Father Greg Boyle of Homeboy Industries (left), with City Prosecutor Doug Haubert (right). Photo courtesy of Long Beach Police Department.
The gang war that raged in the streets of Long Beach over two decades ago reads like something out of a Hollywood movie script. Cambodian and Latino gangs, entrenched in a turf war as bloody as it was brazen, forcing residents to seek refuge indoors when the sun set to avoid the flurry of bullets seeking revenge.
During an 18-month period in the early 90s, there were 55 drive-by shootings in the city, mostly along the crowded Anaheim corridor where Cambodia Town sits. The New York Times depicted the battle between the Longos and Asian street gangs and the crime-riddled neighborhoods they ruled—the same gang-ravaged streets illustrated in rap lyrics from Long Beach natives Snoop Dogg and Warren G—in an article published in May of that year.
“They are blasting each other, back and forth, back and forth, back and forth,” Detective Norm Sorensen of the Long Beach Police told the Times. “We still have some now that haven’t been paid back for yet, and you can be sure that they will be.”
The gang problem was out of control in Long Beach.
The City—and its crime rates—have changed immensely since then. When Doug Haubert was elected city prosecutor in 2010, he didn’t inherit a Long Beach reminiscent of the 90s, where gang violence ensnarled the streets and had residents running for cover. Shootouts between the Asian Boyz and Longo gangs that were prevalent decades ago were no longer frequent front-page news, but violent crime and gang activity also weren’t at the level Haubert thought that they could be.
Shortly after being voted into office, and with the support of the Superior Court of the County of Los Angeles, Haubert signed a broad gang injunction initiative, mostly targeting the Hispanic Sureño gangs that dominate the city, to help curb the violence. The injunctions are basically restraining orders stipulating that gang members can’t fraternize with other gang members or participate in gang activities within designated zones without facing charge enhancements.
Photo courtesy of Hendon Media Group.
They injunctions are compiled with the help of gang experts like LBPD’s Gang Prevention Detective Chris Zamora, and they’re enforced at the street level by patrolling officers, with the help of new technology introduced last year created by Laserfiche. The technology allows LBPD officers in the field to scroll through pictures, names and other charges to quickly determine if a person is subject to the injunctions.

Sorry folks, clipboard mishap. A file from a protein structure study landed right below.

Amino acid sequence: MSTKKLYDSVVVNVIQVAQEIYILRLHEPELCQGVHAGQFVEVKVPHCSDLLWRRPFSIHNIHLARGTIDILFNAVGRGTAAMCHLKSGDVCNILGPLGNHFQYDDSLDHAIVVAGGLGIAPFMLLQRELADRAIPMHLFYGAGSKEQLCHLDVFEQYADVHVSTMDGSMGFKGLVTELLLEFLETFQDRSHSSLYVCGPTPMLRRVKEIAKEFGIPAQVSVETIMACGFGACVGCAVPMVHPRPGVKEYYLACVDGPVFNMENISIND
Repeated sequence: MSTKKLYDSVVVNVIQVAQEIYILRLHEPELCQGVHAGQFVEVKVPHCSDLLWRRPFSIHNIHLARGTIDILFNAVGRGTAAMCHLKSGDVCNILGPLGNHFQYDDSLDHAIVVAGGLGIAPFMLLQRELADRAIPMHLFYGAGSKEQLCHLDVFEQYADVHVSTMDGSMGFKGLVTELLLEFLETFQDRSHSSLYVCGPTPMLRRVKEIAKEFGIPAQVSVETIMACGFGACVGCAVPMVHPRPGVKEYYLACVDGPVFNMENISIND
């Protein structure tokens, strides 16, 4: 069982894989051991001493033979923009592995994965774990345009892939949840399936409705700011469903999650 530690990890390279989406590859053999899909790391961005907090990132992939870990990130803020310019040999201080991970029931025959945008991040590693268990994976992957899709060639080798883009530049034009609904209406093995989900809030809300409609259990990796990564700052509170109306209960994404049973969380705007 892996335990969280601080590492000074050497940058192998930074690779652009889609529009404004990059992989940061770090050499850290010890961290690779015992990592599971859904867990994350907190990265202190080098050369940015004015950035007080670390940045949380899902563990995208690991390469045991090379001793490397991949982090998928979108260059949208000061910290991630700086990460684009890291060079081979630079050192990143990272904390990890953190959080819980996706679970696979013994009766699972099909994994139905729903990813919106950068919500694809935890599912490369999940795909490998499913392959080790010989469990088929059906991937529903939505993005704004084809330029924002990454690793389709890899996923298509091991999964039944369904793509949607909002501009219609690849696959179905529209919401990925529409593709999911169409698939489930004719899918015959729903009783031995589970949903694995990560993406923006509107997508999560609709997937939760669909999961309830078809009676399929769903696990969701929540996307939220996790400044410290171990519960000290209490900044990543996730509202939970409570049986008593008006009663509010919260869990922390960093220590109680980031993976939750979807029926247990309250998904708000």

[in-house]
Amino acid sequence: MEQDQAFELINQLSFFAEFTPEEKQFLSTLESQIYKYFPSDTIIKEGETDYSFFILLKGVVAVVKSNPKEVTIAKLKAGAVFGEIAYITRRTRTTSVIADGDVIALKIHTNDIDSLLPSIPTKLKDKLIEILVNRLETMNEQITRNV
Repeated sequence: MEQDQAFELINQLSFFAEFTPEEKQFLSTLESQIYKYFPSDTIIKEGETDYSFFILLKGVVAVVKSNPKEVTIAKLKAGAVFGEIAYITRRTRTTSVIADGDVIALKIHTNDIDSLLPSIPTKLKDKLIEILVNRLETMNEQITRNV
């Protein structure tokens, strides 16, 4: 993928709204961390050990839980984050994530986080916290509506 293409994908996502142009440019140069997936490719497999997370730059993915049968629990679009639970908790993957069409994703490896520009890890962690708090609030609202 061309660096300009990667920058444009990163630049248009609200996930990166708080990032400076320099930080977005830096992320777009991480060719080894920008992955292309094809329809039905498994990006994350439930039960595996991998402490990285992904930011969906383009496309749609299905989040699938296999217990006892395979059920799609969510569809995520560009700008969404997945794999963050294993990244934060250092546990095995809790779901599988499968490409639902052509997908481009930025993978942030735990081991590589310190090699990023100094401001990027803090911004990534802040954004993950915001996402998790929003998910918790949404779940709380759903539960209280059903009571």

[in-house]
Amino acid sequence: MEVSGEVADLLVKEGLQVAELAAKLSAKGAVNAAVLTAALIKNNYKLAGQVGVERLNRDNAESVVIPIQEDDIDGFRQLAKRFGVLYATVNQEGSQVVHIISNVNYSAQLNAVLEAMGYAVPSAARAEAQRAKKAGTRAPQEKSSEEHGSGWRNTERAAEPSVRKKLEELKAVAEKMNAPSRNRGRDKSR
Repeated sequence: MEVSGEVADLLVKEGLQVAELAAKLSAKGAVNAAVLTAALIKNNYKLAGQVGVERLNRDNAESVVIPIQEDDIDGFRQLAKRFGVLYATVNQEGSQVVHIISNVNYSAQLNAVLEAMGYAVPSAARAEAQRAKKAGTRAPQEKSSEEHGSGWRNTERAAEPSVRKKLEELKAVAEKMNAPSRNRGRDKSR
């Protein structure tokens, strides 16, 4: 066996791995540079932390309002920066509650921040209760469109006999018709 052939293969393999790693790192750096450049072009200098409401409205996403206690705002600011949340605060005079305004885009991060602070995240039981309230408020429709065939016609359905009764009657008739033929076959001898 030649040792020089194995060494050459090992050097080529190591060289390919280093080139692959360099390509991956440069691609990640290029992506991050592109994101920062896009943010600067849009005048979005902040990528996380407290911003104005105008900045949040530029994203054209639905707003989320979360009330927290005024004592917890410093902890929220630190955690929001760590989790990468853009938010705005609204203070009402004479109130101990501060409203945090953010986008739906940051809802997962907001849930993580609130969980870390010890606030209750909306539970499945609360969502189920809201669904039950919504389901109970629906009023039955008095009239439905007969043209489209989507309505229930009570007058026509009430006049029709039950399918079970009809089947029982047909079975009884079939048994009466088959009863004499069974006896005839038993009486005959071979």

“Suddenly any gang member in Long Beach affiliated with the Sureños—and that is pretty much every gang member in Long Beach—could now face three months jail time for what were previously everyday gang activities,” Police Chief Jim McDonnell wrote in an article published by the Hendon Media Group. “These include hanging out with known gang members, disobeying a 10 pm to 5 am curfew, obstructing public right-of-ways, intimidation, and gang signaling, and having graffiti tools such as spray paint.”
Zamora put it more simply, recalling a trial he attended where a gang member paid a compliment to the effectiveness of the injunctions with an angry outburst in court.
“This isn’t fair, you’re making it too hard to be a gang member in your city,” Zamora recounted him saying.
Since 2009, the year before the injunctions went into effect, gang-related arrests skyrocketed from just 35 in 2009 to a peak of 269 in 2012. After reaching that peak, the numbers have fallen precipitously to 230 last year and further down to a total of 44 as of February of this year, according to statistics in Police Chief Magazine. However, the eventual goal of both Haubert and Zamora is to eliminate these gangs completely so they can stop arresting gang members and instead, help former members live normal, law-abiding lives.
“Our goal in the city of Long Beach is for this to be the last generation of gang members from these specific gangs,” Zamora said.
Operation Opt Out, which stemmed from the Project IMPACT community policing initiative started by the city prosecutor’s office, is a tool that the duo hopes can start that process. Opt Out is a four step program that allows gang members who are served under the gang injunction to have their name removed once they’ve proven they’re no longer active members of the gang.
Gangsters hoping to Opt Out have to acquire two community sponsors, be in school or working (Haubert prefers full time enrollment/employment), and be involved in some level of community service. The last step, and the one that Haubert and Zamora view as the most identifiable way to see if they’re truly serious about distancing themselves from the gang, is the removal of all visible gang tattoos.
“I would question the commitment of someone that says ‘I no longer want to be part of the gang, but I still want to have these gang tattoos displayed on my arm when I walk down the street,’” Haubert said. “Gangs know who’s in and who’s not and you don’t screw around with that.”
While stopping short of comparing them to police uniforms, Haubert said that more often than not, tattoos worn by gang members display allegiance, rank and what you have done in the past or are willing to do in the future for the organization. Haubert said, as the ink expands across their skin, the gang begins to consume the person.